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Who can take part in clinical trials?


Each trial has strict criteria – or guidelines – on who can be involved. These are called “inclusion criteria”. They can include:

  • age
  • the type and stage of your cancer
  • your previous treatment
  • your medical history
  • other medical conditions
  • your general health – for example how well you are feeling or how active you are.

We have provided the main inclusion criteria for each clinical trial listed on our website, but there may be other criteria for taking part. Your consultant will be able to explain whether a trial is suitable for you.

Even if you are suitable to join a trial and have given your consent, screening tests for the study may show up something that means you don't meet the criteria after all. Factors that mean a person isn’t suitable for a trial are called “exclusion criteria”, and are mainly there to make sure the trial is safe for the people taking part. It can be very disappointing and frustrating if the screening tests show that you are not suitable for the trial. You will still be given the best treatment and care available outside the trial. Speak to your consultant or nurse about your treatment options.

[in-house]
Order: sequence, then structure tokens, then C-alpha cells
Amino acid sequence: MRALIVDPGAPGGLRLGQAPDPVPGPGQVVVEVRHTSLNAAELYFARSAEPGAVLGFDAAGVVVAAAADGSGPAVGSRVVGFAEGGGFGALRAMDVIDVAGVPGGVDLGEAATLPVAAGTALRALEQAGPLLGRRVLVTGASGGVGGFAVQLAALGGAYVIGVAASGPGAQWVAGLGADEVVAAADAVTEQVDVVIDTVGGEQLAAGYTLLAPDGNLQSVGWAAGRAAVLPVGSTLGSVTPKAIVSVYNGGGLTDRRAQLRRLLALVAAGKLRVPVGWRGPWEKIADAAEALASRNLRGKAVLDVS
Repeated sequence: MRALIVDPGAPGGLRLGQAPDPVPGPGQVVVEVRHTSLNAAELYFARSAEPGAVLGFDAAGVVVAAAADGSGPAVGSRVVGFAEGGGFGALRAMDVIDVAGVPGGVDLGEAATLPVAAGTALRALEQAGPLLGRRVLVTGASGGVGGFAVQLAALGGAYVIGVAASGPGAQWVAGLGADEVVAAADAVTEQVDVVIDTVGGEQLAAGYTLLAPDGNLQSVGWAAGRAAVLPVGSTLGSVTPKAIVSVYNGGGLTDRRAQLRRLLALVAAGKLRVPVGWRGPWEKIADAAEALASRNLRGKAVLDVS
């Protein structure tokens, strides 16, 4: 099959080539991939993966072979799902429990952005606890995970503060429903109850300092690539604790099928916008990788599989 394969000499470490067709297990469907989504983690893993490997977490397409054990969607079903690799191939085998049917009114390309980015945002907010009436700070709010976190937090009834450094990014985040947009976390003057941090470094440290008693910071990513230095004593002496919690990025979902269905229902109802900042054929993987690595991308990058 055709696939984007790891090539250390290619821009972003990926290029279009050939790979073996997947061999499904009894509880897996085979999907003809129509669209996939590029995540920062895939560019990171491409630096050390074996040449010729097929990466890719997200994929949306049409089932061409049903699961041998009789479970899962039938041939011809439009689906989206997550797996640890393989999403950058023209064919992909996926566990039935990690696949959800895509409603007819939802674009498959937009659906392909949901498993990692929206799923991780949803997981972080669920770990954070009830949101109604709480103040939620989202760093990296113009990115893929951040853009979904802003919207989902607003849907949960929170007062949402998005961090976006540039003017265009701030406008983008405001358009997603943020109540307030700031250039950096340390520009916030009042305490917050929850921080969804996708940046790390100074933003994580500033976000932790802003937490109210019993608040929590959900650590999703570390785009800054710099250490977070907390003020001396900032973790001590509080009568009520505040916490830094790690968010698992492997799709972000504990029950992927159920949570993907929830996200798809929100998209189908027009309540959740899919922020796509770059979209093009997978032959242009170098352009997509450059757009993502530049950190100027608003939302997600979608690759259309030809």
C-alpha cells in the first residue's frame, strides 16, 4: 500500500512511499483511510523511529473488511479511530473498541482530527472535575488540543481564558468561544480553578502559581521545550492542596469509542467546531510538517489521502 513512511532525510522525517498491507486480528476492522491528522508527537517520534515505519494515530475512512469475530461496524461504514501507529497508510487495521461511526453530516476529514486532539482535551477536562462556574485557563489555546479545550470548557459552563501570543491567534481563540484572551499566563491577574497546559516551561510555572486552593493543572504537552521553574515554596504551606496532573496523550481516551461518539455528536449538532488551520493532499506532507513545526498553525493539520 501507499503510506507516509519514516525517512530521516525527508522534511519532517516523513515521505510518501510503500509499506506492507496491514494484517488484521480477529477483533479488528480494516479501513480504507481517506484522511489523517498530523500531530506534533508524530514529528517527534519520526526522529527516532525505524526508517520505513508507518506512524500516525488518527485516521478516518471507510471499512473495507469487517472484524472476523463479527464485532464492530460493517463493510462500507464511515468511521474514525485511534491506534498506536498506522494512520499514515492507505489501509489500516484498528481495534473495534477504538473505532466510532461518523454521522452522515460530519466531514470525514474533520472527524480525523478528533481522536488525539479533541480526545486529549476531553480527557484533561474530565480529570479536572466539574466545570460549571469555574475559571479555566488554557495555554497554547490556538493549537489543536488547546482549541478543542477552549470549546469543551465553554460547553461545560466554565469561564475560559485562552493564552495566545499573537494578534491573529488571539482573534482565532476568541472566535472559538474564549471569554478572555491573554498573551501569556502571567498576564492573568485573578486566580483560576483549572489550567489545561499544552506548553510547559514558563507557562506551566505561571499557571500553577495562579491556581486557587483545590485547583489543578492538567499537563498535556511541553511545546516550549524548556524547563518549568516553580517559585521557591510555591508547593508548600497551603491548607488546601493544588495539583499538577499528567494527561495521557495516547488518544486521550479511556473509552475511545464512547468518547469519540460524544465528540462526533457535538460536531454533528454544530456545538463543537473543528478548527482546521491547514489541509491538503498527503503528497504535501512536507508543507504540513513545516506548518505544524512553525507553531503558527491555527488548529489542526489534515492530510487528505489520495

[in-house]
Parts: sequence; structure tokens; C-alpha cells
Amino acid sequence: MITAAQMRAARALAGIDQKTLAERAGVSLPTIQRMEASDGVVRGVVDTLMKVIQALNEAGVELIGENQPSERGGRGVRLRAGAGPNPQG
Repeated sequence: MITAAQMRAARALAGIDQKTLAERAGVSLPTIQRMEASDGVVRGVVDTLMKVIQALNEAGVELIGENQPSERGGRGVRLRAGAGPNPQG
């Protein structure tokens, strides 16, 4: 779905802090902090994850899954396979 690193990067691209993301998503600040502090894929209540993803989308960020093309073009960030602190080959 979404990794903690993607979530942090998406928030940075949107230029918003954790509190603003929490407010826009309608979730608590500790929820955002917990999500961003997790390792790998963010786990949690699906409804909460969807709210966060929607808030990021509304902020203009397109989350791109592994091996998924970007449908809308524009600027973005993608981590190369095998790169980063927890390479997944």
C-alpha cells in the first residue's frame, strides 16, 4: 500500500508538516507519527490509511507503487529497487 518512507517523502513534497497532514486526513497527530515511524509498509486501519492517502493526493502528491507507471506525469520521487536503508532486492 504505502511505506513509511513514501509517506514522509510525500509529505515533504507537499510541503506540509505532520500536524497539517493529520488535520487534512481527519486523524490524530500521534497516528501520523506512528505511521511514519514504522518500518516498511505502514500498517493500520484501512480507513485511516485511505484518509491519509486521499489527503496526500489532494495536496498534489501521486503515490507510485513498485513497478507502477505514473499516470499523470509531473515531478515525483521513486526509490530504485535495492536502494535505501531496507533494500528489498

There are a number of clinical trials for people with pancreatic cancer. We have an up-to-date list of trials in the UK.

What happens with the results of clinical trials?

Medical researchers have a duty to publish their results. Sharing research findings can show what was learned from the trial, and any improvements it could make to treatment and care. The findings from trials may be published on websites and medical journals. Or they can be presented at meetings and conferences for health professionals.

Everybody taking part in a trial will receive a patient information sheet which usually explains what will happen to the results of a trial. Ask your consultant or nurse how you can find out about the results.

Even if a trial is successful and the treatment works, it can take a long time before it is used in the NHS. If the treatment involves a new drug, it will need to be independently approved. This is done by the following organisations in the UK:

These organisations will look at the results of all the studies involving the treatment, and decide whether it is effective and should be funded on the NHS. 

Find out more

The Cancer Research UK website also has information about individual clinical trials in the UK. To find out about other clinical trials taking place around the world, including who to contact, visit the ClinicalTrials.gov website. 

The Elizabeth Coteman Fund provides grants to people with pancreatic cancer to cover costs where distance can affect a patient’s/family’s decision to take part in a clinical trial. 

Published April 2016

Review date April 2018

Information Standard